Sunday, September 01, 2019

Disney Dog Training and Contrived Controversy

Fifty-five years ago, Walt Disney filmed a movie called Big Red featuring a show-bred Irish Setter that wanted to hunt, and a contrived crisis about dog training between an older English-speaking Canadian (played by Walter Pigeon) and a younger French-speaking orphan who wanted to teach the dog using "gentler" methods.

The movie begins at a dog show at the Montreal Kennel Club where Big Red wins first prize and Walter Pigeon's "kennel man" is instructed to spend as much as $5,000 to acquire Big Red -- a cash equivalent of over $35,000 in today's dollars.

In the next scene we see the improbable situation where a show dog has been bought by a shooting dog man, and the shooting man with show dogs also has many breeds rather than specializing in just one.

We then get introduced to the orphan, dressed in beautiful clothes and dripping in pancake makeup, who slurs grade-school French.  Welcome to the wonderful world of Disney!

Finally, we learn that just one month after being acquired, Big Red is supposed to go to the Westminster Dog Show in New York where, if he wins, he will be "the best dog in North America, perhaps in the whole world" and his cash-value will then double.

As the movie rolls forward, we see the horror of aversive training techniques -- Walter Pigeon cuffs the dog under the jaw so that it will hold its head unnaturally high in the show ring.

Of course the boy is shocked -- this is abuse!

But Walter Pigeon explains, setting up the essential conflict of the movie, that "a dog is an animal, he is governed by conditioned reflexes.  Dogs are not people, they do not have human reactions, and the only way to handle them is with a firm voice and tight lead."

And with that -- all of two seconds of training done with horrible timing -- Walter Pigeon gives up on the dog for the day. "We'll try again tomorrow" he tells the kennel man.

Walter Pigeon explains to the Orphan that Big Red is a "bench dog" and that "his kind are not used for any practical purposes any more" because they were bred for looks rather than work.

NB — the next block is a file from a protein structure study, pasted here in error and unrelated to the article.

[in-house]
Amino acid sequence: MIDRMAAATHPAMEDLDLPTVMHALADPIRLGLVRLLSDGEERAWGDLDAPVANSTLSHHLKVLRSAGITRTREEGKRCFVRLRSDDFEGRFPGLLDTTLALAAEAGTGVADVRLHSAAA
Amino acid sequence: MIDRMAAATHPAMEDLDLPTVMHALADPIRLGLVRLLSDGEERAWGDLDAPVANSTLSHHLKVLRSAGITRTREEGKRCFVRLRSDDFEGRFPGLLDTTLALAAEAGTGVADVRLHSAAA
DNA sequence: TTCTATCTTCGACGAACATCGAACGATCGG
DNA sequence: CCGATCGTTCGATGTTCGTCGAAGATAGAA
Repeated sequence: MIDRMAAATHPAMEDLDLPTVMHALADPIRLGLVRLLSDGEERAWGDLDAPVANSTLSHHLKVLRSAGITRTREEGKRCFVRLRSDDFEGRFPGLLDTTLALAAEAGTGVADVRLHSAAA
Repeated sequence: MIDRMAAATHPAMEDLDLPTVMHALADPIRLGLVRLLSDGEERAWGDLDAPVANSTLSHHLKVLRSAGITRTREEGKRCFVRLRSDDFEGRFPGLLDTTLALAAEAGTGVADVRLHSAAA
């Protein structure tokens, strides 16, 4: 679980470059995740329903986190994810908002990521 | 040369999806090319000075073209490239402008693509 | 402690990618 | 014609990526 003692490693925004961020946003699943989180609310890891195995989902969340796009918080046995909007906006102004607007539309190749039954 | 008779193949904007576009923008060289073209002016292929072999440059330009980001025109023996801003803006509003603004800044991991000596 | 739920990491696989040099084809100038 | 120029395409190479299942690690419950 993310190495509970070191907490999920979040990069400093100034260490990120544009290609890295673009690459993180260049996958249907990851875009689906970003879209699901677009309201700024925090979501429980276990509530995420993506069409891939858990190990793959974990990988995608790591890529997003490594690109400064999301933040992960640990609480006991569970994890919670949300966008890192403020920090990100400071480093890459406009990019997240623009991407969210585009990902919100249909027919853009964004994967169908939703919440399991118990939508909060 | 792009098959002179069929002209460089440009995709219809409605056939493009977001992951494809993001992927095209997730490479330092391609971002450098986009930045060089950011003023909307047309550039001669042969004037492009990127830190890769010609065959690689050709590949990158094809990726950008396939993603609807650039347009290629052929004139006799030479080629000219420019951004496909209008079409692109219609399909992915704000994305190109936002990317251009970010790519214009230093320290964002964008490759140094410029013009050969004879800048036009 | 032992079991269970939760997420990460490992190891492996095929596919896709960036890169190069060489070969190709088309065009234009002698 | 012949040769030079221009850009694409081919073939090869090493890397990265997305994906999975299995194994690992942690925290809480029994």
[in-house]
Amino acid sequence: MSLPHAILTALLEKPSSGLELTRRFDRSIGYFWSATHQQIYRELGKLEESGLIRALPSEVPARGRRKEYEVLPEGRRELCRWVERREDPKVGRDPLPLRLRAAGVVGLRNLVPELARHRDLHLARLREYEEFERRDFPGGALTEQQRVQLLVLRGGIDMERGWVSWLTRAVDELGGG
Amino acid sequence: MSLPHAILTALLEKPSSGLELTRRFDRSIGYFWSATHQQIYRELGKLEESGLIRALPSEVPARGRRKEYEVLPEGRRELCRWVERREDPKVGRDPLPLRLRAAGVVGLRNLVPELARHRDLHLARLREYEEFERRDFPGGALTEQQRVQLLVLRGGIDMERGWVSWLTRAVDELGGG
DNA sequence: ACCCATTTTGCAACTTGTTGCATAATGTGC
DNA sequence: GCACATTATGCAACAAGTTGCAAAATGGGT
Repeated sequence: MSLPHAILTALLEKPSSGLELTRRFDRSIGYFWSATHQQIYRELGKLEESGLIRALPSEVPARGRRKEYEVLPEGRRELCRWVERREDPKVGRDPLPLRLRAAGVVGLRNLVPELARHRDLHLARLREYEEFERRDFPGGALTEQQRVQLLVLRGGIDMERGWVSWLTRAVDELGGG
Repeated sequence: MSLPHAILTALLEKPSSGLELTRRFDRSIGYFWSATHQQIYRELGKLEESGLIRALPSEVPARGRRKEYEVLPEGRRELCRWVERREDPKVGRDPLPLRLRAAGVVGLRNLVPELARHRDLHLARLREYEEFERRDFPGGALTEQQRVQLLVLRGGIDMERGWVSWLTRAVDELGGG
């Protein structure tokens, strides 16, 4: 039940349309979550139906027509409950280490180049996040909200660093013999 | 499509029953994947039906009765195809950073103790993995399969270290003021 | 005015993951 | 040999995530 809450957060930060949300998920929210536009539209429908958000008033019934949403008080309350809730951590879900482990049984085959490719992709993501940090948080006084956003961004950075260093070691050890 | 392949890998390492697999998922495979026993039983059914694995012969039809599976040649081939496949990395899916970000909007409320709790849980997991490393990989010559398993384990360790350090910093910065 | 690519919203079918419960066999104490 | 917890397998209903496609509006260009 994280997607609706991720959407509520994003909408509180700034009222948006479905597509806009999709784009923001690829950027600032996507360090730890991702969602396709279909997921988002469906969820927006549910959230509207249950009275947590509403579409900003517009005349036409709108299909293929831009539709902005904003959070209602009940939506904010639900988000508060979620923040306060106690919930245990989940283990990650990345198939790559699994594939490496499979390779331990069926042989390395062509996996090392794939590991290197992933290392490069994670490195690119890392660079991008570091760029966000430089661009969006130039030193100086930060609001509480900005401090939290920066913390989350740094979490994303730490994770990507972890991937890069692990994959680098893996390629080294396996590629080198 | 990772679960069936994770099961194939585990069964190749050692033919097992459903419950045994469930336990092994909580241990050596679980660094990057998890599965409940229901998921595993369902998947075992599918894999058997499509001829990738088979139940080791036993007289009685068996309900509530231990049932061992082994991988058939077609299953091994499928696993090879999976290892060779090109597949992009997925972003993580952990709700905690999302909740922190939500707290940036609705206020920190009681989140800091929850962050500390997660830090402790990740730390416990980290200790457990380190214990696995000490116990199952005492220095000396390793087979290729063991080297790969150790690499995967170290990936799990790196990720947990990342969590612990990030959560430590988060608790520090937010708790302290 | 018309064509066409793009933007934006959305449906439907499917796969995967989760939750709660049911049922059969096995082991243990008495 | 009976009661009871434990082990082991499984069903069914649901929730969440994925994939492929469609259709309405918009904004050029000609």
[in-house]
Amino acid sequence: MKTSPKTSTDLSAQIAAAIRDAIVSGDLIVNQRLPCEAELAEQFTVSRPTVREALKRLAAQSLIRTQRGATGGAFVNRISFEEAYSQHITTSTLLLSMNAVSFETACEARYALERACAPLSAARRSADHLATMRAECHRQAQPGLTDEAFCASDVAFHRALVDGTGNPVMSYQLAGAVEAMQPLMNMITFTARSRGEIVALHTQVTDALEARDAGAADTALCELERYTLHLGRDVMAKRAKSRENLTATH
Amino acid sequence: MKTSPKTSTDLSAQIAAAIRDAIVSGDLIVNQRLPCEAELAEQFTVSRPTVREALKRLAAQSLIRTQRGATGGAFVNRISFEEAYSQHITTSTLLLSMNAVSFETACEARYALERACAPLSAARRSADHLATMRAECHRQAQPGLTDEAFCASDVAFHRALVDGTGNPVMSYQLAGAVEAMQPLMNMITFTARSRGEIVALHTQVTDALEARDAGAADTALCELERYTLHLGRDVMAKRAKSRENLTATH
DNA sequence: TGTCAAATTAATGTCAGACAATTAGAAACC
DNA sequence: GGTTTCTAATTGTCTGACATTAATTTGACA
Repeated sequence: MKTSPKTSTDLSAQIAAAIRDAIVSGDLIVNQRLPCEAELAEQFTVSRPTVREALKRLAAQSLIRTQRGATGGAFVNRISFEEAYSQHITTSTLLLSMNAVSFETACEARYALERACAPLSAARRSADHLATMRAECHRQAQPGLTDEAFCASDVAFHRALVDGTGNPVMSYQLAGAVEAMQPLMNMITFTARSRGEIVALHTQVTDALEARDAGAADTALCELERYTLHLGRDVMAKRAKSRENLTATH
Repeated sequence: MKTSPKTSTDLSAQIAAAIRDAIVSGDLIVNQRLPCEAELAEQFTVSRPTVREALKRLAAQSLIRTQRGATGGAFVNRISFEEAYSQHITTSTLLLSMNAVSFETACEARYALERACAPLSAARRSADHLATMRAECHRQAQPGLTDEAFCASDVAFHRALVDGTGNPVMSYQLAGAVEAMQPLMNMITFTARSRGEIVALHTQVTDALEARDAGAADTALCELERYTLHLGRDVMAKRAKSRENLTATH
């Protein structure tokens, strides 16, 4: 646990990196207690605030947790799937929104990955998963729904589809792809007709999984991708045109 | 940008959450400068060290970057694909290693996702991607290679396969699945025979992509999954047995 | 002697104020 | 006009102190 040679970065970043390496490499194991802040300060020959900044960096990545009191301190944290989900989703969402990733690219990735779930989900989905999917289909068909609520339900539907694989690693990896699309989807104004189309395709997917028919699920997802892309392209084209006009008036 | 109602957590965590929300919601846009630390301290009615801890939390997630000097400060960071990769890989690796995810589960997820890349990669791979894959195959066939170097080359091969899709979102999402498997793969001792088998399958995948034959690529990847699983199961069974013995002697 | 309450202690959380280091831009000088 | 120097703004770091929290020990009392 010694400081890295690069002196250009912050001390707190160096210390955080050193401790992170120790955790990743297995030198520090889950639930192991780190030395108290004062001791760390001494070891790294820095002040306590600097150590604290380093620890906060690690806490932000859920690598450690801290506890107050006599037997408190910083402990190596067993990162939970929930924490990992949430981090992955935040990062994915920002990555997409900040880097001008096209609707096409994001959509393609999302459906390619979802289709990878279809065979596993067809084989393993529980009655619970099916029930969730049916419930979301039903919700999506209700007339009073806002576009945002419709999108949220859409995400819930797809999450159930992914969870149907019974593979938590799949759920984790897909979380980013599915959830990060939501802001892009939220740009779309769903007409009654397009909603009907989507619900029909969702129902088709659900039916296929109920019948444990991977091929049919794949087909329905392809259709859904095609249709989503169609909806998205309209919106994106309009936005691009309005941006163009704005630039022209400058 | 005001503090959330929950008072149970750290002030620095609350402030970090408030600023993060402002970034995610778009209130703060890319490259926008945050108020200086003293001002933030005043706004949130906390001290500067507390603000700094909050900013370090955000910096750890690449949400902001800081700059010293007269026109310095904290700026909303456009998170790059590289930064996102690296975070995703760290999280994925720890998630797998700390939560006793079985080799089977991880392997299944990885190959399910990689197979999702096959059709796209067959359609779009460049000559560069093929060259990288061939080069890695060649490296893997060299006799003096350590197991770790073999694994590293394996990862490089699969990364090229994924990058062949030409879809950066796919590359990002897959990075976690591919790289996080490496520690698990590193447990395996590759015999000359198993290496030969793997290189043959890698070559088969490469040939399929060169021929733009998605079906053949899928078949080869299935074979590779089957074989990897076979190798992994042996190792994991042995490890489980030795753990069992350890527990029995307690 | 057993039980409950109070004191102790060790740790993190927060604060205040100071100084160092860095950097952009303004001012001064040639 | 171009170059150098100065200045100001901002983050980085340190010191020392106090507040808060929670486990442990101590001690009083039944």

This little scene is designed to reinforce our dislike of the older man, who has just said he bought a useless dog at an extravagant price solely to make money.  This is, quite obviously, the antithesis of  good red-blooded American values.  And besides, Big Red is not useless!

Welcome to Disney, where every story is a morality tale.

The movie takes obvious plot twists and turns as it progresses, with the poor Orphan Boy somehow becoming an expert trainer in less than a month (a miracle!), and the fellow with the expensive shotguns and kennel full of dogs, somehow not knowing his ass from his elbow.  And yes there is the obligatory run-in with a mountain lion, with Big Red and the Orphan Boy saving the day.

What's interesting about this story, from a historical point of view, is that it shows how long the  battle between "abusive" trainers and "gentle" trainers has been going on.

In fact, working dog men like Montague Stevens were training dogs with food long before the parents of Karen Pryor or Victoria Stilwell were born. 

Food rewards as a dog training method are older than Jesus, and it's hard to find a 19th Century book on dog training that does not talk about the practice. 

But you cannot train everything with a food reward, which is why God gave porcupines their quills, and skunks their spray.  The real world is full of consequences of all kinds, and they are not all positive, are they?

The dog trainer who was actually used in this movie is none other than William Koehler, who is often demonized as an abusive trainer simply because he did not shower his dogs with biscuits and then turn around to whine that they were now all fat. 

This is not to say that all of of William Koehler's techniques would be saluted today.  Long lines?  Yes. Tossing a light choke chain at a dog?  OK.  But Koehler also saluted the idea that with some dogs a very powerful aversive, done once, was less cruel that mincing about with half measures for months.  Was Koehler right?  The bull in the pasture that does not test his electric fence says "maybe."  But do most dog trainers really need to use strong aversives?  The answer is no.  Most dog owners are pet owners who will never see their dog running free off leash, and most are training dogs starting as puppies, before bad behaviors have been deeply ingrained because they were (unintentionally) rewarded for years.